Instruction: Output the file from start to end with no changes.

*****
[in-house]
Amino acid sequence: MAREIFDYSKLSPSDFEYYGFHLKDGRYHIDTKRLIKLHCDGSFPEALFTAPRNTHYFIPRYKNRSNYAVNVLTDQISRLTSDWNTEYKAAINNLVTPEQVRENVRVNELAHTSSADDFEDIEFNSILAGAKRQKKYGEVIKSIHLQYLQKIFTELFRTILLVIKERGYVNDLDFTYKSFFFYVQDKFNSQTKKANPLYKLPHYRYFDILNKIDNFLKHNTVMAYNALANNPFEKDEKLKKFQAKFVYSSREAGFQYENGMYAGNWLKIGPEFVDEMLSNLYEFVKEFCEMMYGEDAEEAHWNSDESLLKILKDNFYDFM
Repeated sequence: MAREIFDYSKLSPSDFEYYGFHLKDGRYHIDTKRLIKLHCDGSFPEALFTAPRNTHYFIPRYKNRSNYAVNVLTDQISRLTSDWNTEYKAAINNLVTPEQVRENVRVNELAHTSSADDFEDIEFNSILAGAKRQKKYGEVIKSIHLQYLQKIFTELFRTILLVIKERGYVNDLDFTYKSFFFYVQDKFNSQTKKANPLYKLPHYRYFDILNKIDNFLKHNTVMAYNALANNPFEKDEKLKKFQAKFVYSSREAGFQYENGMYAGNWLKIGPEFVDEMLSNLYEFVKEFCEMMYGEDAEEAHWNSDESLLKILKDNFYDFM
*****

[in-house]
Amino acid sequence: MAREIFDYSKLSPSDFEYYGFHLKDGRYHIDTKRLIKLHCDGSFPEALFTAPRNTHYFIPRYKNRSNYAVNVLTDQISRLTSDWNTEYKAAINNLVTPEQVRENVRVNELAHTSSADDFEDIEFNSILAGAKRQKKYGEVIKSIHLQYLQKIFTELFRTILLVIKERGYVNDLDFTYKSFFFYVQDKFNSQTKKANPLYKLPHYRYFDILNKIDNFLKHNTVMAYNALANNPFEKDEKLKKFQAKFVYSSREAGFQYENGMYAGNWLKIGPEFVDEMLSNLYEFVKEFCEMMYGEDAEEAHWNSDESLLKILKDNFYDFM
Repeated sequence: MAREIFDYSKLSPSDFEYYGFHLKDGRYHIDTKRLIKLHCDGSFPEALFTAPRNTHYFIPRYKNRSNYAVNVLTDQISRLTSDWNTEYKAAINNLVTPEQVRENVRVNELAHTSSADDFEDIEFNSILAGAKRQKKYGEVIKSIHLQYLQKIFTELFRTILLVIKERGYVNDLDFTYKSFFFYVQDKFNSQTKKANPLYKLPHYRYFDILNKIDNFLKHNTVMAYNALANNPFEKDEKLKKFQAKFVYSSREAGFQYENGMYAGNWLKIGPEFVDEMLSNLYEFVKEFCEMMYGEDAEEAHWNSDESLLKILKDNFYDFM